November 21, 2012
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“Low-Lands” is an early artifact of Pynchon’s work where you’re immediately aware of that signature sense of revelation waiting just beyond the horizon of the text. Sadly this sense ultimately gets lost amongst all the mixed signals permeating the text. Rather than hinting at greater revelations upon multiple readings, its pat conclusion destroys the sense of wonder that the earlier portion of the text builds.
Perhaps I shouldn’t say pat. There’s very little in Pynchon’s work that the word pat could be used as a description. Maybe I’m just reacting to the let down after reading the story. Coming back to “Low-Lands” made me long for the works that I’ll be getting to further down the line. There’s good reason for this reaction though. “Low-Lands” gives all the signals of early Pynchon at his esoteric best: long passages exploring the mysteries of ennui, the inexplicable nature of life, hijinks and humorous asides, our interconnected existence, psychology and the unhinged doctors who occasionally practice it, dream-like journeys through unlikely settings, and (though the list could go on) Pig Bodine.
While all the pieces are set for the game, the reader is likely to be left wondering if this is the game she or he thought it was. Sadly, this question doesn’t come up in the usual way it does with Pynchon either. Rather than realizing that you’re in three-dimensional chess, you realize that you’re playing checkers. Again, I’m being too harsh. Prior to V., and Gravity’s Rainbow, “Low-Lands” really does have a good deal going for it. Read more of this post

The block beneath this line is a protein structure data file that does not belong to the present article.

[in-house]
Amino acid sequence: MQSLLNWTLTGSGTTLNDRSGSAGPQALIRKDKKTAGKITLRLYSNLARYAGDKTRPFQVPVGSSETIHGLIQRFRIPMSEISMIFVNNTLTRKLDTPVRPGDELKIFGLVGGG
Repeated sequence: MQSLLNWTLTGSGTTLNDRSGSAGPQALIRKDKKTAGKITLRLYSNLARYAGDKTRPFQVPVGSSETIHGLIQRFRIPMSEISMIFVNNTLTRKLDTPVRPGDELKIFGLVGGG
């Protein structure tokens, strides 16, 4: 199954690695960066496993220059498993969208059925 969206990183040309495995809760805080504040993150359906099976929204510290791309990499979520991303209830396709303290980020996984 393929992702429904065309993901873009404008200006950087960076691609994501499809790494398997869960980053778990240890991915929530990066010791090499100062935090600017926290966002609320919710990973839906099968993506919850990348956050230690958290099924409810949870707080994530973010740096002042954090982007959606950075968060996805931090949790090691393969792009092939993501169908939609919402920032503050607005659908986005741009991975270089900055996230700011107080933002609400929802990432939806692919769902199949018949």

October 21, 2012
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This post marks the restart of an experiment I gave up on ages ago in the midst of graduate school. Back then any attempt at a regular series of posts about what I was reading was a bit of a wasted effort. It was, after all, a continuation of my “day job” and I didn’t see a lot of point in talking about books online when I could do it in real life with my fellow grad students every day. Given that I’m now a bit removed from my usual debating partners about literature, I thought it might be nice to revisit the idea. Oh, and give the series a better title (Textual Detritus…what the hell was I thinking?)
Given that I’m hitting the restart button I should point out some of the ground rules I’ve decided to use: first, I have some overarching goals, but there’s no set list of what I have to read for a given post. I want to keep this fun, spontaneous, and keeping with the “errant” title. I do want to do one post in the series every week. I guarantee that I will eventually miss this goal. So it goes.
What about those overarching goals? Well, this post is the start of goal number 1. For the last few years I’ve wanted to go back and read all of Pynchon’s work from start to finish. My dissertation work focused on his more recent novels and Gravity’s Rainbow. I read his work out of order though and I’ve been dying to go back and revisit everything in order of publication (or as near as I can manage). I’m starting out with the stories in Slow Learner (but crucially I’m not reading Pynchon’s Introduction to the book. I’ll get to that between Gravity’s Rainbow and Vineland.) I’ve always been drawn to Pynchon’s work, and I can’t think of a better way to start out this particular series. As they say: Go big or go home.
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